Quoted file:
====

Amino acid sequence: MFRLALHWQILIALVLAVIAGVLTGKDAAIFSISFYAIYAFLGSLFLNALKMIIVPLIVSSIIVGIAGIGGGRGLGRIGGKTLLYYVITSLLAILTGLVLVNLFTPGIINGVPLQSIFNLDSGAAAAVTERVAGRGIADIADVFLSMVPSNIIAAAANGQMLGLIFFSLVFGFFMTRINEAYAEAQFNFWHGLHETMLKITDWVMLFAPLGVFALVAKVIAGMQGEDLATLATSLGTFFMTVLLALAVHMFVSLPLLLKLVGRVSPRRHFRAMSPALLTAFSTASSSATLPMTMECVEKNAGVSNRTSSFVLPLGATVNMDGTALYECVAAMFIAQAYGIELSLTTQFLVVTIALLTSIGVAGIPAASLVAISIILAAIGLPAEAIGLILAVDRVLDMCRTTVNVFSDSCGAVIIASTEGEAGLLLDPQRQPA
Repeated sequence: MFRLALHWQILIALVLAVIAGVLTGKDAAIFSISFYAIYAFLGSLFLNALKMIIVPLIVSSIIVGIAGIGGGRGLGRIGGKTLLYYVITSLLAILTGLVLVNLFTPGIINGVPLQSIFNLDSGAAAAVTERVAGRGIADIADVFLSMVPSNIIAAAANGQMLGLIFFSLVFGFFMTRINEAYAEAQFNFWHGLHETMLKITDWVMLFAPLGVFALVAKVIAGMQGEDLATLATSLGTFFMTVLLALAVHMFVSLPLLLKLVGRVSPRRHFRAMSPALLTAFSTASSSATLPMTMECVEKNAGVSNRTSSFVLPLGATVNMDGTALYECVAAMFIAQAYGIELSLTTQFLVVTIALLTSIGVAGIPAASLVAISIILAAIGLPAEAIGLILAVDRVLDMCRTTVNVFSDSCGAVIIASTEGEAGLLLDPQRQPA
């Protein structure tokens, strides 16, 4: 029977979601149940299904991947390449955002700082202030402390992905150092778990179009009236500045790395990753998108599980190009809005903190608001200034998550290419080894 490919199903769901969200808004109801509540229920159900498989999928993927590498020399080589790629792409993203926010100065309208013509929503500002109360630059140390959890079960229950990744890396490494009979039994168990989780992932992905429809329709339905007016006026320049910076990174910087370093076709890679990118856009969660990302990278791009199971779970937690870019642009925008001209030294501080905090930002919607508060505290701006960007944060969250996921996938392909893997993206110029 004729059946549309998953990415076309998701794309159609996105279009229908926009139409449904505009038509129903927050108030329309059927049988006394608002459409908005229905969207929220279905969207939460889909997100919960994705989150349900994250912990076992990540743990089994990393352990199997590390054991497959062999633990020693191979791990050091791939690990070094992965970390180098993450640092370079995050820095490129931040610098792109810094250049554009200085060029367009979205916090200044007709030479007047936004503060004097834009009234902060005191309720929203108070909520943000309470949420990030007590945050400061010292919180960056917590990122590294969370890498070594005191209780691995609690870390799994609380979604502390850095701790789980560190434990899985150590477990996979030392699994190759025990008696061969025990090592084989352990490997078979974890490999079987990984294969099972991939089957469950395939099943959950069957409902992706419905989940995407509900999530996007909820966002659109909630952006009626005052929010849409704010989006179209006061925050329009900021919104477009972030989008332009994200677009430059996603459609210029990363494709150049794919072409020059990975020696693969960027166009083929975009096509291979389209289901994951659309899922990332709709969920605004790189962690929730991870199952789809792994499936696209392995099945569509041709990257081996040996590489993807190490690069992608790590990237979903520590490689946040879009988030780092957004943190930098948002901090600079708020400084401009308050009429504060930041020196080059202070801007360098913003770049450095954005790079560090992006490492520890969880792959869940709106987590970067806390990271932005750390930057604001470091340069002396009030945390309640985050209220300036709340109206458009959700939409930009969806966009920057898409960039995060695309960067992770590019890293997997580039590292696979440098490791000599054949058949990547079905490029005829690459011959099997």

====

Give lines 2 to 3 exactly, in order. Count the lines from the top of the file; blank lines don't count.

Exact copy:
Repeated sequence: MFRLALHWQILIALVLAVIAGVLTGKDAAIFSISFYAIYAFLGSLFLNALKMIIVPLIVSSIIVGIAGIGGGRGLGRIGGKTLLYYVITSLLAILTGLVLVNLFTPGIINGVPLQSIFNLDSGAAAAVTERVAGRGIADIADVFLSMVPSNIIAAAANGQMLGLIFFSLVFGFFMTRINEAYAEAQFNFWHGLHETMLKITDWVMLFAPLGVFALVAKVIAGMQGEDLATLATSLGTFFMTVLLALAVHMFVSLPLLLKLVGRVSPRRHFRAMSPALLTAFSTASSSATLPMTMECVEKNAGVSNRTSSFVLPLGATVNMDGTALYECVAAMFIAQAYGIELSLTTQFLVVTIALLTSIGVAGIPAASLVAISIILAAIGLPAEAIGLILAVDRVLDMCRTTVNVFSDSCGAVIIASTEGEAGLLLDPQRQPA
């Protein structure tokens, strides 16, 4: 029977979601149940299904991947390449955002700082202030402390992905150092778990179009009236500045790395990753998108599980190009809005903190608001200034998550290419080894 490919199903769901969200808004109801509540229920159900498989999928993927590498020399080589790629792409993203926010100065309208013509929503500002109360630059140390959890079960229950990744890396490494009979039994168990989780992932992905429809329709339905007016006026320049910076990174910087370093076709890679990118856009969660990302990278791009199971779970937690870019642009925008001209030294501080905090930002919607508060505290701006960007944060969250996921996938392909893997993206110029 004729059946549309998953990415076309998701794309159609996105279009229908926009139409449904505009038509129903927050108030329309059927049988006394608002459409908005229905969207929220279905969207939460889909997100919960994705989150349900994250912990076992990540743990089994990393352990199997590390054991497959062999633990020693191979791990050091791939690990070094992965970390180098993450640092370079995050820095490129931040610098792109810094250049554009200085060029367009979205916090200044007709030479007047936004503060004097834009009234902060005191309720929203108070909520943000309470949420990030007590945050400061010292919180960056917590990122590294969370890498070594005191209780691995609690870390799994609380979604502390850095701790789980560190434990899985150590477990996979030392699994190759025990008696061969025990090592084989352990490997078979974890490999079987990984294969099972991939089957469950395939099943959950069957409902992706419905989940995407509900999530996007909820966002659109909630952006009626005052929010849409704010989006179209006061925050329009900021919104477009972030989008332009994200677009430059996603459609210029990363494709150049794919072409020059990975020696693969960027166009083929975009096509291979389209289901994951659309899922990332709709969920605004790189962690929730991870199952789809792994499936696209392995099945569509041709990257081996040996590489993807190490690069992608790590990237979903520590490689946040879009988030780092957004943190930098948002901090600079708020400084401009308050009429504060930041020196080059202070801007360098913003770049450095954005790079560090992006490492520890969880792959869940709106987590970067806390990271932005750390930057604001470091340069002396009030945390309640985050209220300036709340109206458009959700939409930009969806966009920057898409960039995060695309960067992770590019890293997997580039590292696979440098490791000599054949058949990547079905490029005829690459011959099997």